And Rabbi Ysoscher Katz, a Modern Orthodox Talmud scholar who grew up in the ultra-Orthodox Satmar sect, said, “When I was still part of that community, and on the more conservative side, I would make every effort I could not to sit next to a woman on the plane, because of a fear that you might touch a woman by accident.”I see they also cite a cult that's been a major factor in spreading around this isolationist nonsense, the Satmar. But conservative? Sorry, but again, I don't buy the notion they're conservative in every way, when they've long been anti-Israel.
“The ultra-Orthodox have increasingly seen gender separation as a kind of litmus test of Orthodoxy — it wasn’t always that way, but it has become that way,” said Samuel Heilman, a professor of sociology at Queens College. “There is an ongoing culture war between these people and the rest of the modern world, and because the modern world has increasingly sought to become gender neutral, that has added to the desire to say, ‘We’re not like that.’”Well they're making a terrible mistake, even outside Israel, to take these customs to the extreme, because of the mental damage it's causing. And just wait'll you see this stupefying part at the end:
Other passengers, like Andrew Roffe, 31, a writer based in Los Angeles, said he and a friend wound up debating the ethics of the situation after Mr. Roffe described his experience on a United Airlines flight to Chicago. When passengers started to board, he said, an ultra-Orthodox man stood in the aisle, refusing to move and delaying the departure for 15 to 20 minutes until another passenger volunteered to switch seats.If you think that's jaw-dropping, it is. The nutcase was implying he's unfaithful to his wife, or incapable of fidelity. It's the kind of bizarre blabber that makes one wonder: is the Haredi education system really that poor, a man raised under that tommyrot cannot sit next to an unrelated woman without feeling like he'd want to violate the 10th Commandment? Pure head-shaker indeed.
“My buddy who is Orthodox was saying this is a traditional thing — he doesn’t want to be tempted when his wife wasn’t there. And I said, ‘Are you kidding?’ This was just some woman flying to work or home and minding her own business.”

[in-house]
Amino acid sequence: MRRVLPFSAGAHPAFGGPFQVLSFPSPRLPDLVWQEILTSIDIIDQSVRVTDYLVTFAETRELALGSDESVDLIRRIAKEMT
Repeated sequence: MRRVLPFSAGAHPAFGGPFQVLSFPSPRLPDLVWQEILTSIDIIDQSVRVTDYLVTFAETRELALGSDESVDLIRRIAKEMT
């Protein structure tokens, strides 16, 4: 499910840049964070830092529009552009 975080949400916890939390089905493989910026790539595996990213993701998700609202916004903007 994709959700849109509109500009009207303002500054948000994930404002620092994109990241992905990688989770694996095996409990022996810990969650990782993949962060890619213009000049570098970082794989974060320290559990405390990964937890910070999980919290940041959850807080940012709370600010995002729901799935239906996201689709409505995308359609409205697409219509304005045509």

Some readers sent in their thoughts on this. One asked:
Can someone explain why a woman should be asked to move her seat because an ultra-Orthodox man refuses to sit next to her? Why is it not up to the man to find himself another seat on the plane? Or to alert the airline at the gate or before that so accommodation can be made in advance?Yes, that's something I can fully agree on. Another said:
Perhaps the man should have to leave the flight if there is no passenger willing to accommodate him.
The burden should not be placed on women but rather on the man making the demand.
My suggestion for a man refusing to sit next to a woman who is not his wife is that he should be asked by a flight attendant to sit down, and if he won’t, he should be removed from the airplane.This is a valid concern too. The Satmar have given strong suggestions they're hostile to other races, one more reason why they're such an embarrassment. One more said:
Giving in to such a ridiculous demand opens the gates for other such situations, such as people saying they won’t sit next to a black person, a white person, a child, a person obviously of another religion or whatever.
There is a very simple solution for ultra-Orthodox men who don’t want to sit next to women on a plane: Buy two seats.Yeah, make them pay heavily. That's also an interesting idea.